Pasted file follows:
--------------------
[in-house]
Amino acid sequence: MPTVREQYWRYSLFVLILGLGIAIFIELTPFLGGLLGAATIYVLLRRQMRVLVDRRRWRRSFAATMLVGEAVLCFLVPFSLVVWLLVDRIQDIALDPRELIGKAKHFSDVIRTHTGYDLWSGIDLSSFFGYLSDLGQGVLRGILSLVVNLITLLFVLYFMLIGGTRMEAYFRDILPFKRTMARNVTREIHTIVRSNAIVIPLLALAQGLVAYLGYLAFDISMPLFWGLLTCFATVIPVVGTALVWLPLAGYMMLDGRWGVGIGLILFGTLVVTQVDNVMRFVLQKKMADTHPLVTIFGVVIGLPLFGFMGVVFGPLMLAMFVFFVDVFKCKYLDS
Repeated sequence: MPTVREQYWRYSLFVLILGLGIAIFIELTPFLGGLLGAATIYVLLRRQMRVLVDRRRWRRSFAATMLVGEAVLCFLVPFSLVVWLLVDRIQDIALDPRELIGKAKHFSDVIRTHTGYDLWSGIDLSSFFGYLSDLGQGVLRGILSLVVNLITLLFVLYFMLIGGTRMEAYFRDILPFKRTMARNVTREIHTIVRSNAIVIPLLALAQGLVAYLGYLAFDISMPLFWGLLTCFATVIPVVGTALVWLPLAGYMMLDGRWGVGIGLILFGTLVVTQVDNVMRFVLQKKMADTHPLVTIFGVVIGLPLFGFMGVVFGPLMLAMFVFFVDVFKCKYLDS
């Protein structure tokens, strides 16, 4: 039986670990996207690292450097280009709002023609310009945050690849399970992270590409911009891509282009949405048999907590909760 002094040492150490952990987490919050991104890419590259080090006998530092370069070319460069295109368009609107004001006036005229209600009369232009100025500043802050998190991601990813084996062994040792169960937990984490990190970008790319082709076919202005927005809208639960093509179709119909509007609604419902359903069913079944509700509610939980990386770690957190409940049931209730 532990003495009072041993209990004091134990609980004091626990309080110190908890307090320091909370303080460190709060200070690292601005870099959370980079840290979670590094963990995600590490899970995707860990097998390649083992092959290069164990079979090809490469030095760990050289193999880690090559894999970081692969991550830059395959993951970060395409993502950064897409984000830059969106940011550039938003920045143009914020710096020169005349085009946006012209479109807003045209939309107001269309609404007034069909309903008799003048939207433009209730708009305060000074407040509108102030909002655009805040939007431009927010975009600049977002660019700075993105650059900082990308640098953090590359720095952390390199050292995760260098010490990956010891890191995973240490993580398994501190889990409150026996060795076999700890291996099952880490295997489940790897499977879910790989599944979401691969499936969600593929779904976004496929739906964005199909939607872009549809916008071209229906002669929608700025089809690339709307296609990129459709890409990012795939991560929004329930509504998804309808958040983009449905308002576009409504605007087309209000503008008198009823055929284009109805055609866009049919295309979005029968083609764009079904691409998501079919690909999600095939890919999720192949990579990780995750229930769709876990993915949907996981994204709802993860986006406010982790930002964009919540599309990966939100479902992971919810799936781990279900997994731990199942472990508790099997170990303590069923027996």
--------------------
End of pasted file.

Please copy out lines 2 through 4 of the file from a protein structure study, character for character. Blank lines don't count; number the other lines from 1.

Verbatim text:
Amino acid sequence: MPTVREQYWRYSLFVLILGLGIAIFIELTPFLGGLLGAATIYVLLRRQMRVLVDRRRWRRSFAATMLVGEAVLCFLVPFSLVVWLLVDRIQDIALDPRELIGKAKHFSDVIRTHTGYDLWSGIDLSSFFGYLSDLGQGVLRGILSLVVNLITLLFVLYFMLIGGTRMEAYFRDILPFKRTMARNVTREIHTIVRSNAIVIPLLALAQGLVAYLGYLAFDISMPLFWGLLTCFATVIPVVGTALVWLPLAGYMMLDGRWGVGIGLILFGTLVVTQVDNVMRFVLQKKMADTHPLVTIFGVVIGLPLFGFMGVVFGPLMLAMFVFFVDVFKCKYLDS
Repeated sequence: MPTVREQYWRYSLFVLILGLGIAIFIELTPFLGGLLGAATIYVLLRRQMRVLVDRRRWRRSFAATMLVGEAVLCFLVPFSLVVWLLVDRIQDIALDPRELIGKAKHFSDVIRTHTGYDLWSGIDLSSFFGYLSDLGQGVLRGILSLVVNLITLLFVLYFMLIGGTRMEAYFRDILPFKRTMARNVTREIHTIVRSNAIVIPLLALAQGLVAYLGYLAFDISMPLFWGLLTCFATVIPVVGTALVWLPLAGYMMLDGRWGVGIGLILFGTLVVTQVDNVMRFVLQKKMADTHPLVTIFGVVIGLPLFGFMGVVFGPLMLAMFVFFVDVFKCKYLDS
């Protein structure tokens, strides 16, 4: 039986670990996207690292450097280009709002023609310009945050690849399970992270590409911009891509282009949405048999907590909760 002094040492150490952990987490919050991104890419590259080090006998530092370069070319460069295109368009609107004001006036005229209600009369232009100025500043802050998190991601990813084996062994040792169960937990984490990190970008790319082709076919202005927005809208639960093509179709119909509007609604419902359903069913079944509700509610939980990386770690957190409940049931209730 532990003495009072041993209990004091134990609980004091626990309080110190908890307090320091909370303080460190709060200070690292601005870099959370980079840290979670590094963990995600590490899970995707860990097998390649083992092959290069164990079979090809490469030095760990050289193999880690090559894999970081692969991550830059395959993951970060395409993502950064897409984000830059969106940011550039938003920045143009914020710096020169005349085009946006012209479109807003045209939309107001269309609404007034069909309903008799003048939207433009209730708009305060000074407040509108102030909002655009805040939007431009927010975009600049977002660019700075993105650059900082990308640098953090590359720095952390390199050292995760260098010490990956010891890191995973240490993580398994501190889990409150026996060795076999700890291996099952880490295997489940790897499977879910790989599944979401691969499936969600593929779904976004496929739906964005199909939607872009549809916008071209229906002669929608700025089809690339709307296609990129459709890409990012795939991560929004329930509504998804309808958040983009449905308002576009409504605007087309209000503008008198009823055929284009109805055609866009049919295309979005029968083609764009079904691409998501079919690909999600095939890919999720192949990579990780995750229930769709876990993915949907996981994204709802993860986006406010982790930002964009919540599309990966939100479902992971919810799936781990279900997994731990199942472990508790099997170990303590069923027996």